July 27, 2000


By MEG H. PARTINGTON / Staff Writer

Henry Paul may not have a sense of where he is geographically at times, but when it comes to his career, he knows exactly what's gotten him there.


"I don't know where I am. We go to bed on our bus and wake up where we are," said the lead vocalist for the country band BlackHawk. He estimated he was 150 miles in some direction from Minneapolis, where he and fellow band members arrived from a concert the day before at a casino on a Chippewa Indian reservation in Michigan.

The group was going to be in the Midwest for the next week. From there, he said it will perform on weekends through the end of the year, including a stop Saturday, Aug. 5, at Rocky Gap Music Festival in Cumberland, Md.

"I think my work ethic is sort of the secret of longevity," said Paul, 50. He also has a strong love for writing and playing music, and has always believed in his abilities.


Paul said he comes from an artistic bloodline, which it seems he has passed on to his 16-year-old son, Henry.

"He's his dad's son in every sense of the word," Paul said of the younger Henry, who is traveling with BlackHawk this summer.

He also has two daughters, Lorraine, 22, and Victoria, 20.

Paul and some friends formed a country rock group called Sienna in the early 1970s in Florida, a forerunner to his other groups, The Outlaws and Henry Paul Band.

In 1974, The Outlaws started touring, opening for big names such as Lynyrd Skynyrd, which helped Paul get noticed.

"It's not like a star falling out of the sky. It's more like a course that's a collision," said Paul, describing his rise to fame.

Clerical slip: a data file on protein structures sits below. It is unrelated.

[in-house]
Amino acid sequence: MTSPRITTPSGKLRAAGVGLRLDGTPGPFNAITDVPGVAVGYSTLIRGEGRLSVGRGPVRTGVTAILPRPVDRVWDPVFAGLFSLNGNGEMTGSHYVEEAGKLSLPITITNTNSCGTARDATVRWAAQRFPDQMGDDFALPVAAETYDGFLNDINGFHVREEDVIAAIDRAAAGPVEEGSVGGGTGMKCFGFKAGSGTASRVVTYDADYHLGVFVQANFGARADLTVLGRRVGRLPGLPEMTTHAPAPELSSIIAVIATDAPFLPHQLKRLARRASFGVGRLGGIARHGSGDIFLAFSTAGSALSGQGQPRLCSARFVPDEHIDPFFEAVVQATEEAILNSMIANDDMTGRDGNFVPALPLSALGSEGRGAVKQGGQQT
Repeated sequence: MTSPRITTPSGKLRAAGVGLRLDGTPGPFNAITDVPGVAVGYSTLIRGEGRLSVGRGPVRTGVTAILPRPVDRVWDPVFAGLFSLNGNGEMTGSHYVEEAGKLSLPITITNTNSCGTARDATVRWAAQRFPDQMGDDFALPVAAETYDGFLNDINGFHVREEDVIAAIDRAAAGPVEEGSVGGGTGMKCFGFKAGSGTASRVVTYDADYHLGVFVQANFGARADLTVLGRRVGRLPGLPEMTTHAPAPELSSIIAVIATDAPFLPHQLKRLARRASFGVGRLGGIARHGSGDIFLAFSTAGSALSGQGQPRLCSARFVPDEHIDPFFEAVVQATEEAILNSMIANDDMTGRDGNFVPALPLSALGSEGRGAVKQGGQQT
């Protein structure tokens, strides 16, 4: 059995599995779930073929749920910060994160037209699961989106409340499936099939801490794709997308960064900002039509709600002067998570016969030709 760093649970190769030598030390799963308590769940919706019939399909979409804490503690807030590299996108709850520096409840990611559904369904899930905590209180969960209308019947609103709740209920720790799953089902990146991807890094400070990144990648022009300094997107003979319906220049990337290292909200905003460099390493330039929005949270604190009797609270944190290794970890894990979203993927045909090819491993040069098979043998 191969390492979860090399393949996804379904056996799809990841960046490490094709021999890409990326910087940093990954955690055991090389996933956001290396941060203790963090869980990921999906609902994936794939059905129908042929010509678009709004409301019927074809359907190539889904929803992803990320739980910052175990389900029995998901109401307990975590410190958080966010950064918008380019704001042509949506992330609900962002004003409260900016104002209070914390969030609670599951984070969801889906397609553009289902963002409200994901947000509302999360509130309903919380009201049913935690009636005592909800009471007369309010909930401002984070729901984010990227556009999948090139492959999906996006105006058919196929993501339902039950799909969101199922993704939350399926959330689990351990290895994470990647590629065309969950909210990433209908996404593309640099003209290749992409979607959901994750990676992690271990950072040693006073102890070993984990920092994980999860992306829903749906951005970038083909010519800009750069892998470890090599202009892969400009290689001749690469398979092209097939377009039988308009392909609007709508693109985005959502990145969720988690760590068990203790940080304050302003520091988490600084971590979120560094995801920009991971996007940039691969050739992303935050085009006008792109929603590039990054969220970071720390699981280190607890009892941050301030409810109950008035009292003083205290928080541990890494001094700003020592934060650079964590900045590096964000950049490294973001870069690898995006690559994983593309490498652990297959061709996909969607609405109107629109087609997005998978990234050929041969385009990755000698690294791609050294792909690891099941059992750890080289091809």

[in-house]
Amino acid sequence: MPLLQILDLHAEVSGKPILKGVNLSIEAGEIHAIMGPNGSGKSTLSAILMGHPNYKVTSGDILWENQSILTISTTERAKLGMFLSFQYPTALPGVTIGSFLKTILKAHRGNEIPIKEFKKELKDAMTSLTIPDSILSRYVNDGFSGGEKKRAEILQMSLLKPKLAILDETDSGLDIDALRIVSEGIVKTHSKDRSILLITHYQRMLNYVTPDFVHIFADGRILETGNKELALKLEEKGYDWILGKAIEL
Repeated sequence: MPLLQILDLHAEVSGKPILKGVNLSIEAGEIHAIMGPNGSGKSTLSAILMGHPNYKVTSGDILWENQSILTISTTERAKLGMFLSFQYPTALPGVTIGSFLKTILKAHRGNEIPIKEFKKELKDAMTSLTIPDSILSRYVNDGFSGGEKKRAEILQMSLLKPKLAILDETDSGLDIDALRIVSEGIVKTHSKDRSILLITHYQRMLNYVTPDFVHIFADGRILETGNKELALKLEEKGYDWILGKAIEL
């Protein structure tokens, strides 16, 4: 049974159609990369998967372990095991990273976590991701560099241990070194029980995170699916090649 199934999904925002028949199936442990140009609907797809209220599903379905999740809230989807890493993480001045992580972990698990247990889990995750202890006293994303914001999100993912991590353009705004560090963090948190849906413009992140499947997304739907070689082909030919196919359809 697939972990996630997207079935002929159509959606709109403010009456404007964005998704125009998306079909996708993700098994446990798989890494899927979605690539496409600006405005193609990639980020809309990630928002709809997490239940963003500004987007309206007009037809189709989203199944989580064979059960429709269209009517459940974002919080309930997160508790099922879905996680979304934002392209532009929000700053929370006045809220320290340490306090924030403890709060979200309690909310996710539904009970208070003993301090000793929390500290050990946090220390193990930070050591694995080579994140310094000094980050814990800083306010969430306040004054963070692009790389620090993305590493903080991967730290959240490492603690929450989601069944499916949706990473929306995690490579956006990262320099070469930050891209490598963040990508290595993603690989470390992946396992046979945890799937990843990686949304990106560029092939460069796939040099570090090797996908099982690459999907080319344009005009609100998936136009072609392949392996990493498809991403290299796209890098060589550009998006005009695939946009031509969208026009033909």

Paul recorded several hits with The Outlaws, including "There Goes Another Love Song" and "Knoxville Girl" before moving on to Henry Paul Band. With that band, he recorded four albums, including "Grey Ghost" and "Feel the Heat."

BlackHawk came together seven years ago with Paul, Dave Robbins and Van Stephenson serving as the core group. Their first release, "Goodbye Says It All," was a big hit, and their debut album sold 2 million copies.

The group now boasts five albums and nine Top 10 singles.

"We seem to know who we are and what we want," Paul said in a telephone interview.

Last year, the band went through a major transition when Stephenson, who played guitar and sang, left the group after a yearlong battle with melanoma. The members decided to go on without Stephenson, who contributed vocally and artistically to their greatest hits album, released in May.

"We started turning to our friends within the group for help," Paul said.

Those friends included Robbins, on harmony vocals and keyboards, and fellow members Dale Oliver, guitar; Randy Threet, bass; and drummer Mike Redousky, who joined the group two months ago.

Paul and Oliver have become producers, a role that will increase as the band works on new music.

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